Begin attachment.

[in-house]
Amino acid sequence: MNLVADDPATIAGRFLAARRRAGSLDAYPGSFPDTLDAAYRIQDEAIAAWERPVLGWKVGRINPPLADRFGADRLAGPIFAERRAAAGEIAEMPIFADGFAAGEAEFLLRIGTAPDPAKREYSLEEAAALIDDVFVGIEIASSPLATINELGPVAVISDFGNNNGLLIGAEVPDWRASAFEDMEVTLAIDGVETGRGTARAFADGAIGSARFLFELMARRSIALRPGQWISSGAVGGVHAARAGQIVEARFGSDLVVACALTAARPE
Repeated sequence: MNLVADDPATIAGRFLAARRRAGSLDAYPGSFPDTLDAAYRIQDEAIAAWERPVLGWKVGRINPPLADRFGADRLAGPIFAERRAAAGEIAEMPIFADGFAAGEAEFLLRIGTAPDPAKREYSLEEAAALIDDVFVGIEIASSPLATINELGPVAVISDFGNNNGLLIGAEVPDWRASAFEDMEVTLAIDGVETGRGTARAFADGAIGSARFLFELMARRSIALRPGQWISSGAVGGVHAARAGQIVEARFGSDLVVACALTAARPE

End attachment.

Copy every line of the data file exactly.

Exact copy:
[in-house]
Amino acid sequence: MNLVADDPATIAGRFLAARRRAGSLDAYPGSFPDTLDAAYRIQDEAIAAWERPVLGWKVGRINPPLADRFGADRLAGPIFAERRAAAGEIAEMPIFADGFAAGEAEFLLRIGTAPDPAKREYSLEEAAALIDDVFVGIEIASSPLATINELGPVAVISDFGNNNGLLIGAEVPDWRASAFEDMEVTLAIDGVETGRGTARAFADGAIGSARFLFELMARRSIALRPGQWISSGAVGGVHAARAGQIVEARFGSDLVVACALTAARPE
Repeated sequence: MNLVADDPATIAGRFLAARRRAGSLDAYPGSFPDTLDAAYRIQDEAIAAWERPVLGWKVGRINPPLADRFGADRLAGPIFAERRAAAGEIAEMPIFADGFAAGEAEFLLRIGTAPDPAKREYSLEEAAALIDDVFVGIEIASSPLATINELGPVAVISDFGNNNGLLIGAEVPDWRASAFEDMEVTLAIDGVETGRGTARAFADGAIGSARFLFELMARRSIALRPGQWISSGAVGGVHAARAGQIVEARFGSDLVVACALTAARPE